John Newton Howitt (1885-1958) is an illustrator not widely known these days. But I'd place him in the "successful" category because he made the American illustration Big Time by doing occasional cover art for the Saturday Evening Post, the leading general-interest magazine in his time.
A reasonably detailed biographical sketch can be found here, a Web site devoted to illustrators working for "pulp" magazines. Printed on cheap, pulp (thick, with rough surfaces) paper, they flourished during the Great Depression of the 1930s specializing in fiction topics such as crime, science-fiction, cowboys, romance, terror, adventure and such.
So what was an illustrator for "slick" (smooth, quality paper) magazines such as the Post doing in the pulp field? He was trying to maintain his livelihood during the Depression, and the pulp market was doing well thanks to escapist subjects and cheap news stand prices. Some better-known illustrators such as Tom Lovell and Walter Baumhofer got their start in pulps, eventually graduating to the slicks. So Howitt was an exception, doing slicks work before and after the Depression and pulps and the occasional slick during those trying years.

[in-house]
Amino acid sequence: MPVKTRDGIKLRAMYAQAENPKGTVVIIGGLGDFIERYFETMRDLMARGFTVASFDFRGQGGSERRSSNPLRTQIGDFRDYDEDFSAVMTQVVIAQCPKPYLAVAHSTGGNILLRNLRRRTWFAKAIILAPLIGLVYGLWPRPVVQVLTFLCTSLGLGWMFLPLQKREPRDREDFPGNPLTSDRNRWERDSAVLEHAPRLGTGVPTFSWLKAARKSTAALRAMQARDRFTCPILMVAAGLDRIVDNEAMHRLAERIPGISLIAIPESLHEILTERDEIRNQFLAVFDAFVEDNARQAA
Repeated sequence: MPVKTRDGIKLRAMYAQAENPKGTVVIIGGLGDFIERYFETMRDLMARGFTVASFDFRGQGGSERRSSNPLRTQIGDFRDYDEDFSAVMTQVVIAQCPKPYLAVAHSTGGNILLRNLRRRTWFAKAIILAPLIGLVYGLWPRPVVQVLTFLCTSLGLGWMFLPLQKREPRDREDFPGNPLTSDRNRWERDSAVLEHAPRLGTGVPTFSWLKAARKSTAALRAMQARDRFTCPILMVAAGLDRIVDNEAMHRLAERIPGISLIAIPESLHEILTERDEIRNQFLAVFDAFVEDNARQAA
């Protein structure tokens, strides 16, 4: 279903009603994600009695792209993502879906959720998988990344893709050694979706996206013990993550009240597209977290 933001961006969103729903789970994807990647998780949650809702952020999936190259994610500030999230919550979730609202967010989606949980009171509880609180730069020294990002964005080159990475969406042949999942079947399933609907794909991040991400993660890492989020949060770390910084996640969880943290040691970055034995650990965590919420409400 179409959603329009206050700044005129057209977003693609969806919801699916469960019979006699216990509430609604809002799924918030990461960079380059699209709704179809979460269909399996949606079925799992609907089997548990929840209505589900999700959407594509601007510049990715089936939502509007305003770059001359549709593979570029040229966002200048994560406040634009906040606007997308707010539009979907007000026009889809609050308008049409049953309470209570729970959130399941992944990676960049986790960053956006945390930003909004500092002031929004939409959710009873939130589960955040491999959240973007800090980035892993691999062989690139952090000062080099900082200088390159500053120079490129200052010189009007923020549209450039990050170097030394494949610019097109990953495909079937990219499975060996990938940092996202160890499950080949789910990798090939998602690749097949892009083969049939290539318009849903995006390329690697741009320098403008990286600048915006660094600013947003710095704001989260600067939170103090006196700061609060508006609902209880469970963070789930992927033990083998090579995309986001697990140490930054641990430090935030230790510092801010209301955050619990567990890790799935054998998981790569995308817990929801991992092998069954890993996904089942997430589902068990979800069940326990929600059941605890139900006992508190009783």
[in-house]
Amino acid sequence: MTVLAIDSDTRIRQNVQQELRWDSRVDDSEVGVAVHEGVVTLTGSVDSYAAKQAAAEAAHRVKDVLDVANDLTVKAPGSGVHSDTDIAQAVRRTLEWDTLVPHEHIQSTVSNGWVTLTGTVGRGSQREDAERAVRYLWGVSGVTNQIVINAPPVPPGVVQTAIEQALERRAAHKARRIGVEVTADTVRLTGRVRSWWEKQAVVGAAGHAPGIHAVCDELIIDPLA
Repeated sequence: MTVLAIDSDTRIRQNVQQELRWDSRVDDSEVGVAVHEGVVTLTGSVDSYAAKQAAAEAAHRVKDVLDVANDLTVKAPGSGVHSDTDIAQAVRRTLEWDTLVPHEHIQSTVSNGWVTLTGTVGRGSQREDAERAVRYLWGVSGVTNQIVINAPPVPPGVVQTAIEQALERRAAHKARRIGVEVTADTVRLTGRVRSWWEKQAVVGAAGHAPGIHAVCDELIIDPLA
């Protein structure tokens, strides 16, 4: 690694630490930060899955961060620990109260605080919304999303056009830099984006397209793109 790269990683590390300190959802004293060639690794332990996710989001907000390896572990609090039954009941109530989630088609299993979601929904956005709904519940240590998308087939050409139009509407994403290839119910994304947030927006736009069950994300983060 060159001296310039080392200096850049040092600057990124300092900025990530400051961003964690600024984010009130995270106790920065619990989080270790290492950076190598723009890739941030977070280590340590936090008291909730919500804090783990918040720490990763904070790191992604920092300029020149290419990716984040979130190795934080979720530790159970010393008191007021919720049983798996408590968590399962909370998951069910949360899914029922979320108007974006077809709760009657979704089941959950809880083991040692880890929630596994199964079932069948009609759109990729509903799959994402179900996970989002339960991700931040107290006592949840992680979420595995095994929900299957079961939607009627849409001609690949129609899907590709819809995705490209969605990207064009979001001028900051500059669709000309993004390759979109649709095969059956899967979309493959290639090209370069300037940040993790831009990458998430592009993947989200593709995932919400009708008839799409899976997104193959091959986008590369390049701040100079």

Howitt signed his Fine Art and slicks illustrations with his full name. His pulp work either wasn't signed at all or else he simply used the initial "H" to identify it. Apparently many of the originals of his pulp work were destroyed. One source stated the Howitt himself did it, another claims it was his wife.
This might be a Fine Arts painting, but could just as well be art for advertising radios.
Terror Tales cover - November 1935
Howitt's work was noticeably better than that found on many pulp covers (Baumhofer and a few others excepted).
The joke here is that the sailor sees a photo of a soldier (!!!) falling out of the purse.